So I happened upon some cultured buttermilk for $0.50 a quart, and figured I could do something with it. I’ve made an Ethiopian dish with a buttermilk curd that I can never get enough of, so I figured I could do something like that. While looking for the recipe I happened upon other versions of “fresh cheese”, and started wondering about sweet versions, and about a savory cheesecake that I read is usually made with ricotta.
From “The Spruce” link below.
“Farmer’s cheese is a fresh or unaged cheese and is also known as dry curd cheese or peasant cheese and is used in countless European recipes. Farmer’s cheese is known as twaróg in Polish, surutka in Croatian and Serbian, tvaroh in Czech and Slovak, túró in Hungarian, varškės in Lithuanian, lapte covăsit in Romanian, tvorog in Russian, skuta in Slovenian, and syr in Ukrainian.”
Most versions include heating the buttermilk, some include whole milk, and a sweet version involved freezing rather than heating the milk!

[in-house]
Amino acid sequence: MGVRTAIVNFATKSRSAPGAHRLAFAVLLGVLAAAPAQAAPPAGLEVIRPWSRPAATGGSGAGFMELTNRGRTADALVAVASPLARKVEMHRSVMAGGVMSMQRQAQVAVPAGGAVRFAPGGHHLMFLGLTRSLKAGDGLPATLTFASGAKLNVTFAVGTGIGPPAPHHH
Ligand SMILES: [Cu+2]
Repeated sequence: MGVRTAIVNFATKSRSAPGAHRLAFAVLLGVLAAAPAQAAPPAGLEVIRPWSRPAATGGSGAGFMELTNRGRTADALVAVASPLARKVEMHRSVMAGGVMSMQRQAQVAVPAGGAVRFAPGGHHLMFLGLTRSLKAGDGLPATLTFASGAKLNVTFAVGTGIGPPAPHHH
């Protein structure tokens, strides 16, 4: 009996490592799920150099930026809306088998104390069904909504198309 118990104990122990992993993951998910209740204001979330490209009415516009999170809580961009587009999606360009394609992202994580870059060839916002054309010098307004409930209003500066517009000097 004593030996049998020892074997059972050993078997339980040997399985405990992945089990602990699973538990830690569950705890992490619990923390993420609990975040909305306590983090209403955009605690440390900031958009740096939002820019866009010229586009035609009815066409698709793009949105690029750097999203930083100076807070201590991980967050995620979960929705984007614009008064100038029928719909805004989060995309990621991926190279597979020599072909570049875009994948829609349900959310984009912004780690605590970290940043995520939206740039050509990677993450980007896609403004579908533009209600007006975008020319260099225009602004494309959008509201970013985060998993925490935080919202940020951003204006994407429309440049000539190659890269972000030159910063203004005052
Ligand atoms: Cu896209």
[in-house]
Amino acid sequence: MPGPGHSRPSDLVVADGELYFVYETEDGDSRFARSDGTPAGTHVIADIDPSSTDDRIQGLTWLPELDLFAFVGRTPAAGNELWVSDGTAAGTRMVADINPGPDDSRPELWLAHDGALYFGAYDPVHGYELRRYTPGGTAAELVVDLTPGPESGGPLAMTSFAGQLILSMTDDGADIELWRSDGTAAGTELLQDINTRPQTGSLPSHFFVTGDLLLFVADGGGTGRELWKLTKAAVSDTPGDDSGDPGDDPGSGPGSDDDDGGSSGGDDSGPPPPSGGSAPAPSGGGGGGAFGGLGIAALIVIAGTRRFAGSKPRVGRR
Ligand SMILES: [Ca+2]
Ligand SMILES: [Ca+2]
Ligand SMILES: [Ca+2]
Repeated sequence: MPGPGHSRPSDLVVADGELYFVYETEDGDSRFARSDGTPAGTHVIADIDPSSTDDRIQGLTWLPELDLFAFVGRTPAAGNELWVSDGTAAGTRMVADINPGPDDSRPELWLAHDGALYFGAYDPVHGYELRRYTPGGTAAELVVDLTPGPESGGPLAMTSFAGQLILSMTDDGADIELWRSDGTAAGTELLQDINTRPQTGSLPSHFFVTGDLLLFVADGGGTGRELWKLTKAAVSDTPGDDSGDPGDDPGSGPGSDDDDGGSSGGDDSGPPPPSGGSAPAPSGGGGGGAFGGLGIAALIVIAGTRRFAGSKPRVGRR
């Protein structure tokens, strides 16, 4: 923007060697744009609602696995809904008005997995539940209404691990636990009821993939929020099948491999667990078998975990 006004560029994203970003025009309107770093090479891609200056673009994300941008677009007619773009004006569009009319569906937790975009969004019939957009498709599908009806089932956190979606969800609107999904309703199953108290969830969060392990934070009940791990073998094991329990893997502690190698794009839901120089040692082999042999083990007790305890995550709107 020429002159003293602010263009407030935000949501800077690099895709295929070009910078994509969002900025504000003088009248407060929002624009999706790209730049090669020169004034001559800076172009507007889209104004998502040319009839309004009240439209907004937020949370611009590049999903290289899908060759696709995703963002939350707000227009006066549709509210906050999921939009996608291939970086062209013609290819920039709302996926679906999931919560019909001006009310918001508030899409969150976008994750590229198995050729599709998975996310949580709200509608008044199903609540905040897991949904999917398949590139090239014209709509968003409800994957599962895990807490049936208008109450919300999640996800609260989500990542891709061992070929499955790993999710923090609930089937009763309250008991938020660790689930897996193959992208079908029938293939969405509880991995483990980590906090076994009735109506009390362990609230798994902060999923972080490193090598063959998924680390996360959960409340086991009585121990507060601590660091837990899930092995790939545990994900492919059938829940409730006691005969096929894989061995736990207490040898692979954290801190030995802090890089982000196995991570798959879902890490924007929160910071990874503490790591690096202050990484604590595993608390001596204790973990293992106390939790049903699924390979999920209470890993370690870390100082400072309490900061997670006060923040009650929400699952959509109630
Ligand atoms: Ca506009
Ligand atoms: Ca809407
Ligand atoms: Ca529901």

How does THAT work? How is it different?
How To Make Farmer’s Cheese & 5 Ways To Use It
I would love an idea for a no crust savory “cheesecake” with low-ish/er carbs.
Here is one with farmers cheese, again from The Spruce.
" A mild cross between ricotta and cream cheese, this fresh farmer’s cheese is everything you always wanted in a soft cheese – mild in flavor, creamy but somewhat loose consistency and thus effortlessly spreadable."
These Food Network Savory Cheesecakes start with 8 ounces cream cheese and a cup of some other cheese.
And more from The Spruce
"They don’t resemble the type of cheesecakes Americans are familiar with, aka cream cheese or New York-style cheesecake (although they do exist), because they’re usually made with dry curd cheese or farmer’s cheese. "
I’ll be saving the whey for various fermenting projects.